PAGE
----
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Slow food for thought

The only speedy thing about the Slow Food Movement, dedicated to the proper appreciation of food, which launches at the Lough Neagh Food Festival tomorrow, is its rate of growth. About time, says Jane Hardy .

By Jane Hardy

Published 14/09/2007

The Slow Food Movement take their time over dinners, talking at length, enjoying each other's company and appreciating the food as it should be appreciated. Slowly
The Slow Food Movement take their time over dinners, talking at length, enjoying each other's company and appreciating the food as it should be appreciated. Slowly

We live in a high speed world, with the clock permanently ticking from beginning to end, and tend to assume there is no way off the merry-go-round.

Just occasionally a bit of science comes out that questions the pace at which Western society demands its worker bees work, rest and play.

Recently, an American academic tested out the notion that we needed a bit more sleep, copying our distant ancestors whose body clocks were regulated by sunrise and sunset.

He found that 10 and even 11 hours' sleep, instead of sapping his guinea pigs' creativity and efficiency, actually increased it. The other key activity where slower is better is, naturally, eating.

Eighteen years ago, in Italy, the Slow Food Association was founded. It now boasts 83,000 members in 107 countries, has founded a University of Gastronomic Science and holds regular, relaxed meetings to get the message across.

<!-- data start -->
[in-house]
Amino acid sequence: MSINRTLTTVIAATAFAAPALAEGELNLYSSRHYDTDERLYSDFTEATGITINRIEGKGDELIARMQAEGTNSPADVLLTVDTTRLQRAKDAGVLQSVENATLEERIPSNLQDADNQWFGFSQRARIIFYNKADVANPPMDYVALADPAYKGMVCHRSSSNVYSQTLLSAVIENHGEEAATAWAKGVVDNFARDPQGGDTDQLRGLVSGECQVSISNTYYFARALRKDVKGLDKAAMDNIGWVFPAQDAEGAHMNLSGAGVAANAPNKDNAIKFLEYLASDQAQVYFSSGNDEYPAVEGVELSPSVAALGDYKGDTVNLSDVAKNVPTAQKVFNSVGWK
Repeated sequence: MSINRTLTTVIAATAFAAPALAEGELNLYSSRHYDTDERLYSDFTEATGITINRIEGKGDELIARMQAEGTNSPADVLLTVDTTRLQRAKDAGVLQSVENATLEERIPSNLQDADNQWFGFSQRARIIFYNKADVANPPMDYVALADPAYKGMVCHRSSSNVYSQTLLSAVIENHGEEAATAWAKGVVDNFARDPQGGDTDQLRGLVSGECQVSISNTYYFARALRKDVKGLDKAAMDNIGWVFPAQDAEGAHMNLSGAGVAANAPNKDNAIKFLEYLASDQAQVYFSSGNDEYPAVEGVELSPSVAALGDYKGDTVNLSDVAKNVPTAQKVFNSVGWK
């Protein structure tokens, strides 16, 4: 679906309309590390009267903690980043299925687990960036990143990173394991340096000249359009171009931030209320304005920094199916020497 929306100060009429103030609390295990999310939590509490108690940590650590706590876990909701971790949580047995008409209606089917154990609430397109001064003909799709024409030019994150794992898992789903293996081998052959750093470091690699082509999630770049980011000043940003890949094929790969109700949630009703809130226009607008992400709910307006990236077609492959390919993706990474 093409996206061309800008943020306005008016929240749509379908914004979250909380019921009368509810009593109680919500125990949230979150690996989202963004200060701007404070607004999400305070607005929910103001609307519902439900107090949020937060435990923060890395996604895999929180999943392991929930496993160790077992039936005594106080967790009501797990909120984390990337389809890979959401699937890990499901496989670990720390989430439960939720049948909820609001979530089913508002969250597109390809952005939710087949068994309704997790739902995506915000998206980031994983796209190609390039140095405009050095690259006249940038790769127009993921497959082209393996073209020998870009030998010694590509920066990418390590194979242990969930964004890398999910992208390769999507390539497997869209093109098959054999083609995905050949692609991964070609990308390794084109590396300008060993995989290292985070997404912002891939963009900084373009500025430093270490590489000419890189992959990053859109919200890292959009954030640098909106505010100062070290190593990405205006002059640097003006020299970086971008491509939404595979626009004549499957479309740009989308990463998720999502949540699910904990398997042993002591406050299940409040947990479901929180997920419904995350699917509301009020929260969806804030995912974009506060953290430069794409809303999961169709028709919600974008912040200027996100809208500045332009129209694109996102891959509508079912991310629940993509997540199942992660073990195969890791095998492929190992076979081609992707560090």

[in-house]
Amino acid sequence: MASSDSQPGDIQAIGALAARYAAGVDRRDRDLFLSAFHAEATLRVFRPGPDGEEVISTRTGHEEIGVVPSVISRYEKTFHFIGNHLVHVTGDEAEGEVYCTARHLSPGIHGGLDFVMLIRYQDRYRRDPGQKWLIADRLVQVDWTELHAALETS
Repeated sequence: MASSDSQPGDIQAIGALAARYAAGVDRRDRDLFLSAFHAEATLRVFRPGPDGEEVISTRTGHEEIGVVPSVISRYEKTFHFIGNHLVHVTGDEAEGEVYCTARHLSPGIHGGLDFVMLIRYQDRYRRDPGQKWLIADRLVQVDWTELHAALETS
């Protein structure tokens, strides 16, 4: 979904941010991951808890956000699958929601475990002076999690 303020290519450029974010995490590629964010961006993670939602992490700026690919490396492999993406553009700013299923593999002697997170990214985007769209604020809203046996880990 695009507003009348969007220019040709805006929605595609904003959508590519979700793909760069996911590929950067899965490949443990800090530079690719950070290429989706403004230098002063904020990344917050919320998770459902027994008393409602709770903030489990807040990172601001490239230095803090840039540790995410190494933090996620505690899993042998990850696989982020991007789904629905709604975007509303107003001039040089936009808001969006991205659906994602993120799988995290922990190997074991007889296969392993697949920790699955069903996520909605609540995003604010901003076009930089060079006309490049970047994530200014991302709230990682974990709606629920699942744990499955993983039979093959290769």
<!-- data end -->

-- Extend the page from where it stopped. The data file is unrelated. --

Its manifesto is a grandiloquent piece of prose with a high-minded objective, nothing less than cultivating a better way of life via slower meals and the sensuous pleasures of the table.

Folco Portinari wrote in 1989: "Our century, which began and has developed under the insignia of industrial civilisation, first invented the machine and then took it as its life model." He went on to say that we are enslaved by speed and have succumbed to the same insidious virus: Fast Life, which "disrupts our habits and forces us to eat fast foods".

In a flurry of exaggeration, Mr Portinari then said we should reduce speed in our lives and our meals before we become at risk of extinction. He may not have been totally wrong, in that the effects of fast food and its producers not only have an ecological impact, they bequeath indigestion and more serious ill health to addicts (all that fat, salt and sugar) and lead to a thoroughly jittery society. Slow Food is an idea that ties in with the much-missed ritual of Sunday lunch, which provides a chance for the whole family or family and friends to gather in a group, pull together the threads of the week.


Breaking bread together is vital to keeping relationships strong, and you can't do that seated at a breakfast bar for 10 minutes. It's interesting that there is at least a partial revival of the Sunday ritual in the rise of the weekend pub roast, enthusiastically embraced by 20 and 30-somethings, the generation that would probably scorn the idea of going home to mum's yet are getting the same experience for £12 a head at the gastropub.

And they take their time over these dinners, talking at length, enjoying each other's company and appreciating the food as it should be appreciated. Slowly.

For the best meals are often slow, when conversation makes the dinner, lunch or even tea (and while we're on the subject, whatever happened to afternoon tea?) extend for an hour or two.